History followed Northfork to national records
The basketball home court at Northfork High in coal-cultured McDowell County was called the “Demon Den”.
Northfork High claimed the nickname “Blue Demons” for its athletic teams. And from the years 1971 to 1984, Northfork High demonized its basketball opponents.
Like many small towns in West Virginia, Northfork clung precariously to the sides of two creeks and between tall hills that had the black diamonds of coal under their tree-covered expanses.
The gym held about 900 people, according to fire marshal regulations. But during the winters of ’71 to ’84, that gym on game nights bubbled with Blue Demon fans easily numbering near 1,000.
Standing room was always taken.
Northfork was a Class AA team, but it usually played Welch, Bluefield, Princeton, Beckley Woodrow Wilson and Bluefield (Virginia) from the Class AAA ranks when at home.
Why were so many people jamming into the Demon Den?
Northfork and Coach Jennings Boyd set a national record with eight consecutive state championships. Eight metal and wood trophies, each with a carving of West Virginia and a basketball player figurine lofting a shot toward an imaginary hoop, decorated the bulging trophy case at Northfork High.
No other public high school in the United States ever won eight consecutive state championships.
The gold-crested streak of winning began in 1974 and lasted through the 1981 season. The Blue Demons also had a state championship in 1971 and another in 1984.
Some of the town’s businesspeople had signs posted on either end of town that gave all the glittering facts of success, saving the largest letters for the words “Basketball Capital of the United States.”
Coach Boyd scheduled only an average of seven home games per year during the streak. He played games at much larger arenas, such as the Brushfork Armory (17 miles away on Rt. 52), the Welch Armory (12 miles away) and at the Raleigh County Armory in Beckley.
If the Blue Demons could win their way through Sectional and Regional play against the Gary High Coaldiggers, Pineville, Mullens and Oceana, they’d proved enough to stagger the rest of the state at eight straight state tournaments.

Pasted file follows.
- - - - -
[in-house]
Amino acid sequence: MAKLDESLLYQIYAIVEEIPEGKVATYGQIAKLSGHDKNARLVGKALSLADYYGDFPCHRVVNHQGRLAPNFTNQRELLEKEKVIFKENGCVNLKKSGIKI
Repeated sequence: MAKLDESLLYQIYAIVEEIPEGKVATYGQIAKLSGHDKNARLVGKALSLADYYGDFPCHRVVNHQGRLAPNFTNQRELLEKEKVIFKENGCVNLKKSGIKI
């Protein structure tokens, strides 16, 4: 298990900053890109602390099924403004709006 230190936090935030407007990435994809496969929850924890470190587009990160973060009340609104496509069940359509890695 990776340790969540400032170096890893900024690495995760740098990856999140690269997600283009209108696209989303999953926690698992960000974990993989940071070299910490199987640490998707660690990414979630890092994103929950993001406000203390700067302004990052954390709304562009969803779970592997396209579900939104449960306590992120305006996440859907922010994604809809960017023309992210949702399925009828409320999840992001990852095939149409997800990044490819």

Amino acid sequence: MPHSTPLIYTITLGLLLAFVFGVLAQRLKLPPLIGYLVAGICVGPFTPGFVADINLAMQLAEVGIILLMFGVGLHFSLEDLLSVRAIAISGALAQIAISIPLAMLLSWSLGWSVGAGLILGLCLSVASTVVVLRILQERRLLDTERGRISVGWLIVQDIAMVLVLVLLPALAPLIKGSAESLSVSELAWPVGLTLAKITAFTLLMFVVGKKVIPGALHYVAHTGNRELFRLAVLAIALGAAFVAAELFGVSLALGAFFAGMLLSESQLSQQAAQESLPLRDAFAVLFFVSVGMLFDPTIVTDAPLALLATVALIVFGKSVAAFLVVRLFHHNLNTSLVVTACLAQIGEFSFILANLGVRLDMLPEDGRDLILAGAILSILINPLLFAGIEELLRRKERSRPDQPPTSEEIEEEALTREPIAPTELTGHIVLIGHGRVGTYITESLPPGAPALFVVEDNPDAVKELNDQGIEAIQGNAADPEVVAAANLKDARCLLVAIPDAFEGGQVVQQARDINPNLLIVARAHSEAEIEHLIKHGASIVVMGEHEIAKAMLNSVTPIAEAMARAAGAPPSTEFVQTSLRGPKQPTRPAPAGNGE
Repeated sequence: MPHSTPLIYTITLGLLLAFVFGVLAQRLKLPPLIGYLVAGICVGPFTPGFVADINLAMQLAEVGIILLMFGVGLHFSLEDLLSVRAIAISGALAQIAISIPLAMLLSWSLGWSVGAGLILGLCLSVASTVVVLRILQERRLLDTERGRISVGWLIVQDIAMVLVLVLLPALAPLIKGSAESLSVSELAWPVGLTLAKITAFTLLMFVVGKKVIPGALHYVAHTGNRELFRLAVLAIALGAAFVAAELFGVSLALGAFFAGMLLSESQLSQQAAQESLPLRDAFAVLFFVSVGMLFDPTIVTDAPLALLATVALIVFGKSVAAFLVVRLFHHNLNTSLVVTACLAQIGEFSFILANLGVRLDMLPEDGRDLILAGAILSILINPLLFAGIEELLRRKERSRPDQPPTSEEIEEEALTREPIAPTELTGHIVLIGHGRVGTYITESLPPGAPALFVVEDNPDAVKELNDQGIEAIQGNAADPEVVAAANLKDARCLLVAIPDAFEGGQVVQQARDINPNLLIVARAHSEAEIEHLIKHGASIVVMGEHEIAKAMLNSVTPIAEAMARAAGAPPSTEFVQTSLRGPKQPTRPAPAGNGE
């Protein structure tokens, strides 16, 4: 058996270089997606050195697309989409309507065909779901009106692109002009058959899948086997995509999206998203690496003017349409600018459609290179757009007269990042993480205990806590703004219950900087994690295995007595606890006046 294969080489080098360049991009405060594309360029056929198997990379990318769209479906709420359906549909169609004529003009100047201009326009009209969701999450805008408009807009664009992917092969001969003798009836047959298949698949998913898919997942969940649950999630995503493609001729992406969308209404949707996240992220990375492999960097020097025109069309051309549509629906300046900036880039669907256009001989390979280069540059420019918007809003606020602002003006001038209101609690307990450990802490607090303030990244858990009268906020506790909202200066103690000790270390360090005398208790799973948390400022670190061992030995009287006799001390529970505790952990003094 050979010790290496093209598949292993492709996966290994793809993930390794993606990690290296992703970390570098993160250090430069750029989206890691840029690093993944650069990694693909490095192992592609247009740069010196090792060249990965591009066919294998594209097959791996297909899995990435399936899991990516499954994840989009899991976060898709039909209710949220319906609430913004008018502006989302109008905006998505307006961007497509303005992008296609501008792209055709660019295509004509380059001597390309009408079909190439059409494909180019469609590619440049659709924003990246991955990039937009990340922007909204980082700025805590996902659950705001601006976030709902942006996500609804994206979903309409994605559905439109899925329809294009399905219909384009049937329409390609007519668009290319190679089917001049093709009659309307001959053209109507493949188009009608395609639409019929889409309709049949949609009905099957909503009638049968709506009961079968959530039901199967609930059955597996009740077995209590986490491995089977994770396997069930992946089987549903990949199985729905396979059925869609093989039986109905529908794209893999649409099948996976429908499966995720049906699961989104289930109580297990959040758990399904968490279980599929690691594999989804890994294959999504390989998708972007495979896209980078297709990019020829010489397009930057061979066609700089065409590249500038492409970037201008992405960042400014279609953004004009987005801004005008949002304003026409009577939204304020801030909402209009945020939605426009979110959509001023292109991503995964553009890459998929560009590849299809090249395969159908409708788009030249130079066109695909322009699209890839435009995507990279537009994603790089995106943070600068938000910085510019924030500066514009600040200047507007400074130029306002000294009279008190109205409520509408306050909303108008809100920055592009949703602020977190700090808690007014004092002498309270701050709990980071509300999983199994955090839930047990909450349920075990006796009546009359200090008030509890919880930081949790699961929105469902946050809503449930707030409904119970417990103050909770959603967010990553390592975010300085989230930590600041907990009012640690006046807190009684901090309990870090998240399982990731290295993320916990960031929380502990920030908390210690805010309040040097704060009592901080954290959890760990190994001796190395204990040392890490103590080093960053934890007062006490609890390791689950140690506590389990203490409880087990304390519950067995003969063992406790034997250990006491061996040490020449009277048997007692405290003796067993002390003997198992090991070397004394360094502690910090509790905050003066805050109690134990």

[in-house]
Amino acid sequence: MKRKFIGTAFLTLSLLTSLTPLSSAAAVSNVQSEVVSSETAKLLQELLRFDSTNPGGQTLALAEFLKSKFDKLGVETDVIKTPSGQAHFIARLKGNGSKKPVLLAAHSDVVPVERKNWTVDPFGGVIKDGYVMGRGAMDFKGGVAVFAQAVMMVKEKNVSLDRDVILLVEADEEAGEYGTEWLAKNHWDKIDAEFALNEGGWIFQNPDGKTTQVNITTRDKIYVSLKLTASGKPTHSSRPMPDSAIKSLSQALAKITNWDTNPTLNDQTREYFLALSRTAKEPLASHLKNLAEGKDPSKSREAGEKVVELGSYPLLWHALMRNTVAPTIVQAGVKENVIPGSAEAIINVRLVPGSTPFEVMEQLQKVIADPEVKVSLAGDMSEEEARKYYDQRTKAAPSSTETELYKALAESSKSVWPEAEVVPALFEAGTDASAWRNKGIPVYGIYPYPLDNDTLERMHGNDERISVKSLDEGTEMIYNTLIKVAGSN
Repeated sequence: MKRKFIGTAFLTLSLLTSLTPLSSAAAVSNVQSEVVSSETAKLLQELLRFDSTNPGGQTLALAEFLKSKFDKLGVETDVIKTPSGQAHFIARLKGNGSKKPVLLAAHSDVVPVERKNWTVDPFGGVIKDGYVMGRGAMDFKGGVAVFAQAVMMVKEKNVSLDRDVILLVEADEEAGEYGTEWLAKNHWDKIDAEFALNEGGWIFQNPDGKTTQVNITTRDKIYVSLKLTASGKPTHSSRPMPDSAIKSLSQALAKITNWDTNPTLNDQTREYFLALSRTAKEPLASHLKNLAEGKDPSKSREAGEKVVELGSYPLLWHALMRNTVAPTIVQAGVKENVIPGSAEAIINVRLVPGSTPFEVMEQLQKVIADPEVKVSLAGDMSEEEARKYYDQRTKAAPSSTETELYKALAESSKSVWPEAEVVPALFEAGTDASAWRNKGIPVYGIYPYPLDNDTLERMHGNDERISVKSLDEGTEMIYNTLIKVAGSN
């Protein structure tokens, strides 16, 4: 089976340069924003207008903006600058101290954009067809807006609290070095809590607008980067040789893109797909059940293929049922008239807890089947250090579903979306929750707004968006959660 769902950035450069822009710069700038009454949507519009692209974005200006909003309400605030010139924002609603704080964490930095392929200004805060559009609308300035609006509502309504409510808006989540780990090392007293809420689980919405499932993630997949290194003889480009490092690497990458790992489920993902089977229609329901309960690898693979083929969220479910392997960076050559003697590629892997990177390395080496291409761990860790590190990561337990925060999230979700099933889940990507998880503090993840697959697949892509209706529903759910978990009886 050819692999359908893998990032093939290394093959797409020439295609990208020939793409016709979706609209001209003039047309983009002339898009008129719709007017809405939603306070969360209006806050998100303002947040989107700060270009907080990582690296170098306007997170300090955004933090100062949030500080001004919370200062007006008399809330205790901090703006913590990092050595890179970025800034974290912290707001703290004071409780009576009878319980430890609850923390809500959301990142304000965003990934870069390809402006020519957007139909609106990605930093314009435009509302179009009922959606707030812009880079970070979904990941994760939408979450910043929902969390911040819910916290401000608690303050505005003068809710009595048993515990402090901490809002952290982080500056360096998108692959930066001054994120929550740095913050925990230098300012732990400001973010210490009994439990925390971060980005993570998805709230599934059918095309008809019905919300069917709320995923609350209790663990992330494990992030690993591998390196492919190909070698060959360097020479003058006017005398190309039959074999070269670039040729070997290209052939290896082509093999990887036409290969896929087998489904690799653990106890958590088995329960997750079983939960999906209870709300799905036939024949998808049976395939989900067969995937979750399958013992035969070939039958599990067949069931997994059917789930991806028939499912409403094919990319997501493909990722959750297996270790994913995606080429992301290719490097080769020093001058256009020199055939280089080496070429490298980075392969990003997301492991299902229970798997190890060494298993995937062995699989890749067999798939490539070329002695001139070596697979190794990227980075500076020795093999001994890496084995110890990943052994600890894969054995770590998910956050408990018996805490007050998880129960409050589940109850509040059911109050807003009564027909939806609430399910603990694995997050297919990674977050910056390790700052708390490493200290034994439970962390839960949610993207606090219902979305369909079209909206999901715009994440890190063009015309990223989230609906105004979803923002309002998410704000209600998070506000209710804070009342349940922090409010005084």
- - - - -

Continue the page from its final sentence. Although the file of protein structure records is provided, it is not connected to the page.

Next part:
Every time the Blue Demons won another state title, a large framed photo of the team was added to the walls of the Demon Den. Those walls of fame became as well-known as the lanes painted a bright red and the polished maple floor where the champions performed.
Boyd had talented players, but not great athletes who traipsed off to WVU or Marshall or Virginia Tech or Virginia Commonwealth. In his long tenure at the school, Boyd had only Russel Todd, who went on to play at WVU.
Boyd had his players sign a pledge speaking to their behavior, citizenship, loyalty and academics before they could play. The school’s boosters bought team members blue sportcoats and neckties to wear to all games.
In the 1981 state championship game, the Blue Demons trimmed Dunbar, 53-50, for Boyd’s 100th straight win against a Class AA school.
Boyd stepped down after the 1981 season, entered county politics and was elected every time he ran in McDowell County.
With consolidation moving like an all-encompassing tidal wave through the state, Northfork High was closed in 2001 and its students were sent 12 miles away to Mount View High.
A treacherous flood struck the town in 2001.
Boyd passed away in 2002. And a second flood roared through the valley holding the Northfork and Elkhorn Creeks in 2002.
The school was damaged by the floods. By 2013, the town’s population had dwindled to 406 people. The mines were mostly closed and gone.
A trip to the Demon Den found the roof with gaping holes. The maple floor was buckled by incoming rain, and litter and debris filled the once-populated stands and took the place of the basketball-game standees along the sidelines. A glass backboard still had a rim but no net. The team photos had been saved and packed away for safekeeping.
No other high school team in America has ever won eight consecutive state championships.
Northfork High names like David “Duck” Riley, Anthony “String” Harris, Greg Gilliam, Mark Page, Joe Holland and Eddie Ivy have their legacy preserved in the large, color photos that are in safe in storage.
The Demon Den and Northfork basketball won’t be forgotten in West Virginia’s basketball history.